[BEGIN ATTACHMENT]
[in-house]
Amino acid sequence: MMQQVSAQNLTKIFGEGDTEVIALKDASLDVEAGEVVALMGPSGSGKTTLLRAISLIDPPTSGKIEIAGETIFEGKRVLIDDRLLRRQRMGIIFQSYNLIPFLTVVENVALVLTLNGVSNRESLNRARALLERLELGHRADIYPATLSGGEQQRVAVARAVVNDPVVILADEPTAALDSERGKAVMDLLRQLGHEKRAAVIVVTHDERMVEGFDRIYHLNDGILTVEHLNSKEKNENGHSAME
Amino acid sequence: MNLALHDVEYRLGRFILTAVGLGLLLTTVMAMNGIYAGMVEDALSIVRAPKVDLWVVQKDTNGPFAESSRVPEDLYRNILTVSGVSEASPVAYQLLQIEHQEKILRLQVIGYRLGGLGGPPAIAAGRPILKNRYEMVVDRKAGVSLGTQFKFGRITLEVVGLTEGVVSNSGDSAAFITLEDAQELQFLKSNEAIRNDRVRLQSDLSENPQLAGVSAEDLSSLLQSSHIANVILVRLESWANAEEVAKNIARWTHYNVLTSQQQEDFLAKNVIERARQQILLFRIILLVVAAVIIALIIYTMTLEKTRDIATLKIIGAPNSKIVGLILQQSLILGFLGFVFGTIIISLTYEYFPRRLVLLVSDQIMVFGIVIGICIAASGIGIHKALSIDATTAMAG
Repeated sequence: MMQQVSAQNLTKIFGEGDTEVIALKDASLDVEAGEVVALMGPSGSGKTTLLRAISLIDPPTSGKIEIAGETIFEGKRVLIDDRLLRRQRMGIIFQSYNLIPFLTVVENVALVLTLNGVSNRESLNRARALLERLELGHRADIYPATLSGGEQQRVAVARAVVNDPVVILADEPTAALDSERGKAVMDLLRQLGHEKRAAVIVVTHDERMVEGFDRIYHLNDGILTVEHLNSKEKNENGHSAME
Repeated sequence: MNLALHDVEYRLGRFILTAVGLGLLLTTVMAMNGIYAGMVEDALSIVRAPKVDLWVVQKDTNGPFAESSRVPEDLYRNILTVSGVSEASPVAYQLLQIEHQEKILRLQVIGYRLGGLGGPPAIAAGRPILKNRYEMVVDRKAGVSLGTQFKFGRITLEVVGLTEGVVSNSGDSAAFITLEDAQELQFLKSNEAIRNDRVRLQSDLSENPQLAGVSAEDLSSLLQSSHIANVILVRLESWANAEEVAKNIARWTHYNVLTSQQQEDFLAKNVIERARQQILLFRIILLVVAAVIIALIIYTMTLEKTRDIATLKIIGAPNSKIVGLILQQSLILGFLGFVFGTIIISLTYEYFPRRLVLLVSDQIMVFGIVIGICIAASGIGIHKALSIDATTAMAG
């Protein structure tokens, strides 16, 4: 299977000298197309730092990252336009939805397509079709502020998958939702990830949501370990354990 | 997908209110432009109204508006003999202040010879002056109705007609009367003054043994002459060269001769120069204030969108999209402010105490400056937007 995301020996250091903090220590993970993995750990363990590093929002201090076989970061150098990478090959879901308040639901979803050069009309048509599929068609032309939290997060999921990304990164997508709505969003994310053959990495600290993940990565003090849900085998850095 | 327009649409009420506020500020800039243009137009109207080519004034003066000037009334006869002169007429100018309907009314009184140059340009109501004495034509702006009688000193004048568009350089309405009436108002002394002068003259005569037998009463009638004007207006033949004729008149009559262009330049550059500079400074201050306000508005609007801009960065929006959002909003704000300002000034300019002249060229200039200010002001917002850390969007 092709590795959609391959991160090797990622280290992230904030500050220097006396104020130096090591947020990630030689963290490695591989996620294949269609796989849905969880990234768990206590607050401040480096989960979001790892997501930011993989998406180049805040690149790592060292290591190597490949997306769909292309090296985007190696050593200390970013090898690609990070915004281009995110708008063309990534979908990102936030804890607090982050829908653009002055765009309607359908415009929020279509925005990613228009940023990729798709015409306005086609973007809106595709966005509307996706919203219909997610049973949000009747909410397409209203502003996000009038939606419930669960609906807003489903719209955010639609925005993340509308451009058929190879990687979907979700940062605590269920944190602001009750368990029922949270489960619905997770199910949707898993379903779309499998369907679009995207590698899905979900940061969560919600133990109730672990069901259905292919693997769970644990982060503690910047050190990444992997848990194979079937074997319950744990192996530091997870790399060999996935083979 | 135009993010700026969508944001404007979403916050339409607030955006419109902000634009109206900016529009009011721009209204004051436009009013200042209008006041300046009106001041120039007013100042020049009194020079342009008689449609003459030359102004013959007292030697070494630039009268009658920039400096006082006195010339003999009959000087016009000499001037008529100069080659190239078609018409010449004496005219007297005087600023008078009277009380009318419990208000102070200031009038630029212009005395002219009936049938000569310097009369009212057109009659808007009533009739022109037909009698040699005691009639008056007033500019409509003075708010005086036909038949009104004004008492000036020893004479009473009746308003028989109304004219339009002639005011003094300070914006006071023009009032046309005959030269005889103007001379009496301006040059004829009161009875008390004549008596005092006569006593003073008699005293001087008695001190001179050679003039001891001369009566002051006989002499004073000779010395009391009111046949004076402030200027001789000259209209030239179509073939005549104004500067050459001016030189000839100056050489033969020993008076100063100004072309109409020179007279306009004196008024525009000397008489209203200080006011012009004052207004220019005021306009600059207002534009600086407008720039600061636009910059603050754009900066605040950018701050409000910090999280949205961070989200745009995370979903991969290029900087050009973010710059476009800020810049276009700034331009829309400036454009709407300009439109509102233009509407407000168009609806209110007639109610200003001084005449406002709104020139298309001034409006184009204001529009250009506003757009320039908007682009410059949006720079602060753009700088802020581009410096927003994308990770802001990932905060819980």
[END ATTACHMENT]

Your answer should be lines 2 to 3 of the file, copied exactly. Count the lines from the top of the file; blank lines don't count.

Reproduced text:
Amino acid sequence: MMQQVSAQNLTKIFGEGDTEVIALKDASLDVEAGEVVALMGPSGSGKTTLLRAISLIDPPTSGKIEIAGETIFEGKRVLIDDRLLRRQRMGIIFQSYNLIPFLTVVENVALVLTLNGVSNRESLNRARALLERLELGHRADIYPATLSGGEQQRVAVARAVVNDPVVILADEPTAALDSERGKAVMDLLRQLGHEKRAAVIVVTHDERMVEGFDRIYHLNDGILTVEHLNSKEKNENGHSAME
Amino acid sequence: MNLALHDVEYRLGRFILTAVGLGLLLTTVMAMNGIYAGMVEDALSIVRAPKVDLWVVQKDTNGPFAESSRVPEDLYRNILTVSGVSEASPVAYQLLQIEHQEKILRLQVIGYRLGGLGGPPAIAAGRPILKNRYEMVVDRKAGVSLGTQFKFGRITLEVVGLTEGVVSNSGDSAAFITLEDAQELQFLKSNEAIRNDRVRLQSDLSENPQLAGVSAEDLSSLLQSSHIANVILVRLESWANAEEVAKNIARWTHYNVLTSQQQEDFLAKNVIERARQQILLFRIILLVVAAVIIALIIYTMTLEKTRDIATLKIIGAPNSKIVGLILQQSLILGFLGFVFGTIIISLTYEYFPRRLVLLVSDQIMVFGIVIGICIAASGIGIHKALSIDATTAMAG